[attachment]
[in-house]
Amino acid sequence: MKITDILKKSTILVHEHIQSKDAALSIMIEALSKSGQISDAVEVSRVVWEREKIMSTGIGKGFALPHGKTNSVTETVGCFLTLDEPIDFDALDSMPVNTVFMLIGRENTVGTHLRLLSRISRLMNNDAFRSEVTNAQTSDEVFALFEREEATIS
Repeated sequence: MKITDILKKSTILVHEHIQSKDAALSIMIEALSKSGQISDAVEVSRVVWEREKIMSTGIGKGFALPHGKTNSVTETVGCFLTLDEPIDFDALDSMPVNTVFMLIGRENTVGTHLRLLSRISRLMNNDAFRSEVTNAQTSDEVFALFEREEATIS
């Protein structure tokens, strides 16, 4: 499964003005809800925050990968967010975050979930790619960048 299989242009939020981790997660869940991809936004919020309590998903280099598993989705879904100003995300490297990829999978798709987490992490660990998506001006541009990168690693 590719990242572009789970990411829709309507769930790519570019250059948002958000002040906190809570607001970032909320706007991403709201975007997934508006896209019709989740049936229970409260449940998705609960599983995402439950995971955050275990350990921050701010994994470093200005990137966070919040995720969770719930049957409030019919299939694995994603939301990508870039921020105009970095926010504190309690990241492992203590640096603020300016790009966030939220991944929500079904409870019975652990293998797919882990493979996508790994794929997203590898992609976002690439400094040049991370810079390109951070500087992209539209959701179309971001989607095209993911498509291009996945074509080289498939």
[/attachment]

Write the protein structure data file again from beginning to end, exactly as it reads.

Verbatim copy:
[in-house]
Amino acid sequence: MKITDILKKSTILVHEHIQSKDAALSIMIEALSKSGQISDAVEVSRVVWEREKIMSTGIGKGFALPHGKTNSVTETVGCFLTLDEPIDFDALDSMPVNTVFMLIGRENTVGTHLRLLSRISRLMNNDAFRSEVTNAQTSDEVFALFEREEATIS
Repeated sequence: MKITDILKKSTILVHEHIQSKDAALSIMIEALSKSGQISDAVEVSRVVWEREKIMSTGIGKGFALPHGKTNSVTETVGCFLTLDEPIDFDALDSMPVNTVFMLIGRENTVGTHLRLLSRISRLMNNDAFRSEVTNAQTSDEVFALFEREEATIS
């Protein structure tokens, strides 16, 4: 499964003005809800925050990968967010975050979930790619960048 299989242009939020981790997660869940991809936004919020309590998903280099598993989705879904100003995300490297990829999978798709987490992490660990998506001006541009990168690693 590719990242572009789970990411829709309507769930790519570019250059948002958000002040906190809570607001970032909320706007991403709201975007997934508006896209019709989740049936229970409260449940998705609960599983995402439950995971955050275990350990921050701010994994470093200005990137966070919040995720969770719930049957409030019919299939694995994603939301990508870039921020105009970095926010504190309690990241492992203590640096603020300016790009966030939220991944929500079904409870019975652990293998797919882990493979996508790994794929997203590898992609976002690439400094040049991370810079390109951070500087992209539209959701179309971001989607095209993911498509291009996945074509080289498939």